Moore earned his bachelor’s in Sociology, Women’s Studies, from George Washington University in D.C.; and his master’s in Public Relations, Advertising and Applied Communications, also from George Washington University.

Congratulations also to Jim Bobick on having his paintings included in a permanent collection by Saks Fifth Avenue. He said, “I am thrilled Saks Fifth Avenue chose my art for its permanent collection. I have long been a customer of the store and an admirer of the fashion designers represented there. I am especially pleased to know my work is on public view in the Chevy Chase, Maryland store. Not only did I grow up in the area, for part of my education I attended art school nearby, where I had the good fortune of studying under the notable painter Allen Dester Carter of Washington, D.C., whose work is in the Smithsonian collection. My ties to the Washington area art scene and my love of Saks makes this professional moment especially important to me. I am grateful and honored the store chose my paintings for their collection.”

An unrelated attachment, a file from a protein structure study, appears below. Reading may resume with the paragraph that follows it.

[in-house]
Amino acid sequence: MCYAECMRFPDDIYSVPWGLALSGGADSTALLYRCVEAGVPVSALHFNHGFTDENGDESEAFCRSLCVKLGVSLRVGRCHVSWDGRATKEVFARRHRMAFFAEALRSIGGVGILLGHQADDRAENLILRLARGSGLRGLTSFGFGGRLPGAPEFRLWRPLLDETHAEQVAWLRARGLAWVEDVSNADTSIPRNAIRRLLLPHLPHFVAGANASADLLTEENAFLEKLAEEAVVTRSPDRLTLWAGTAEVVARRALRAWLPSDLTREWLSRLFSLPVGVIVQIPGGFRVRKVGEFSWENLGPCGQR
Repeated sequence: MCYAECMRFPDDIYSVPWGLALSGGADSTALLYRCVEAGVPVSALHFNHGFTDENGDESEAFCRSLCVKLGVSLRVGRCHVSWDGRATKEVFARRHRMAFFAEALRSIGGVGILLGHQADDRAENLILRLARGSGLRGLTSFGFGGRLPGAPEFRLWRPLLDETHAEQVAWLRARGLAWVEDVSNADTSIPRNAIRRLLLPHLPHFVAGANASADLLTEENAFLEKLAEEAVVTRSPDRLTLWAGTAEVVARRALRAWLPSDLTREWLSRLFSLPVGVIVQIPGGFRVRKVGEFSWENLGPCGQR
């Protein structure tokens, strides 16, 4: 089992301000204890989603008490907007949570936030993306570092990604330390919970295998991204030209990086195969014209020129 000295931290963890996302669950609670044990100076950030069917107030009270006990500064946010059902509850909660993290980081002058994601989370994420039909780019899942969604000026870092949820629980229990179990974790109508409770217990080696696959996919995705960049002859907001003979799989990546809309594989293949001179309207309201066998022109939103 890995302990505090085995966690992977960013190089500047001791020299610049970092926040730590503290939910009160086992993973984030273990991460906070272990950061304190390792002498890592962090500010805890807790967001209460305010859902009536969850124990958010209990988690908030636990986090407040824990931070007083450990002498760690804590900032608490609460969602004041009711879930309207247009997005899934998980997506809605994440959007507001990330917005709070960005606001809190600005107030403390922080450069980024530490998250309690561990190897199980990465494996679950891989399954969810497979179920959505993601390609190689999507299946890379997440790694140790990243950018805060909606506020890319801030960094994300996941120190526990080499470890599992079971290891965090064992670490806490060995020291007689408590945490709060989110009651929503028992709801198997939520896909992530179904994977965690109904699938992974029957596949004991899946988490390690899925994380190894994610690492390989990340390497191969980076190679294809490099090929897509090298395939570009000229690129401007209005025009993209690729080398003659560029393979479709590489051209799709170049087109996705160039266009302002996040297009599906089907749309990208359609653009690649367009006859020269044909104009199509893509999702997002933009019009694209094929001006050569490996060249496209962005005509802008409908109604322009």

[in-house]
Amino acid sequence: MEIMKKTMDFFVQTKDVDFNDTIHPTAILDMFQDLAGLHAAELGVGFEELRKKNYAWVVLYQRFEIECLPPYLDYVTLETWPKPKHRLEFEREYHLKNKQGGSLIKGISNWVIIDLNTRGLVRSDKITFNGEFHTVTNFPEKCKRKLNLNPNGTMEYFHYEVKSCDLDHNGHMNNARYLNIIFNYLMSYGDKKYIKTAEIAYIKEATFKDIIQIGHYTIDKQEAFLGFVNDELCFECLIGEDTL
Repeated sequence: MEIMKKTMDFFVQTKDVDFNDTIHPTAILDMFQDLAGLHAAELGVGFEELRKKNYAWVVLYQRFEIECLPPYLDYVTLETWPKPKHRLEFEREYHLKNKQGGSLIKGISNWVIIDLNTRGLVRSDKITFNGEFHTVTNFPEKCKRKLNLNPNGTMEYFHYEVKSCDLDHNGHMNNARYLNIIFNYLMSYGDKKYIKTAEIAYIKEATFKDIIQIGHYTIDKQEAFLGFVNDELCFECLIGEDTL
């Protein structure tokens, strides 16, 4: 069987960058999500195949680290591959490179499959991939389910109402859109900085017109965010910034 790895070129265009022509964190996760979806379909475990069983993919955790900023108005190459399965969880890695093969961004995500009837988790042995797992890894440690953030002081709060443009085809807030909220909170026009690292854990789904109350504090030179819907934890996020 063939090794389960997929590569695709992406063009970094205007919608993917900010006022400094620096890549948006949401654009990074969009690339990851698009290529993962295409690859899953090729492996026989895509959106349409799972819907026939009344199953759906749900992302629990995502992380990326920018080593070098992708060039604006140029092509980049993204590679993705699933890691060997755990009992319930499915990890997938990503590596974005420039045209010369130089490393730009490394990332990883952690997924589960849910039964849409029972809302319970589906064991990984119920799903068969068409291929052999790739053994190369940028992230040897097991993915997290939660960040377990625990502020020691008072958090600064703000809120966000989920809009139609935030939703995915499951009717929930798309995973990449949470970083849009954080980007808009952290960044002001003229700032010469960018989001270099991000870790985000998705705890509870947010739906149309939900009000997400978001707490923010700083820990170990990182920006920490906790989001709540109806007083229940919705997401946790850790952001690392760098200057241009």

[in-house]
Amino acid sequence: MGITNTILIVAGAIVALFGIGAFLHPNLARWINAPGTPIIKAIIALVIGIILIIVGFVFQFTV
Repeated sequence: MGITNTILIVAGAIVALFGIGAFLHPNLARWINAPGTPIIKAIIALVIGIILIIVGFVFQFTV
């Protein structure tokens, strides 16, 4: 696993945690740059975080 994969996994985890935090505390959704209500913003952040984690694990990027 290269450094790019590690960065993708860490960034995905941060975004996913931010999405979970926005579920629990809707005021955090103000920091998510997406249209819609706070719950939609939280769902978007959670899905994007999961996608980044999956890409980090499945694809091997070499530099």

He has had numerous exhibitions of his work, including: Gallery 101 Fort Lauderdale, Fla. (solo); Coral Springs Museum of Art, Coral Springs, Fla. (group); Studio B “Delicacies” Washington, D.C. (group); Columbia Art Center “Abstract Paintings” (solo); and Gallery 50 “Freestyle” (solo) Rehoboth Beach, Del. He has been written about in several publications including Michael Mills, Jim Bobick Creates Landscapes of the Mind at Gallery 101, New Times; Arterpillar South Florida Arts Blog; Stefan Braham, Eclectic Expressions, Coastal Style Magazine; Artist Looks Beyond the Temporal Beauty, Coast Press.

He earned his bachelor’s in Visual Arts, University of Maryland, College Park, Fine Art; and attended the Maryland College of Art and Design. 

Jim Bobick
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Arts & Entertainment

2023 Best of LGBTQ DC Readers’ Choice Award Finalist Voting

Vote for your favorite finalists through October 2nd!



It is time to celebrate the best of LGBTQ+ DC! You nominated and now we have our finalists. Vote for your favorites in our 2023 Best of LGBTQ DC categories through October 2nd. Our 2023 Best of LGBTQ DC will be announced at the Best of LGBTQ DC Awards Party on October 19th and our special issue will come out on Friday, October 20th.

Thank you to our sponsors: ABSOLUT, Heineken, PEPCO, Shakers, Infinite Legacy.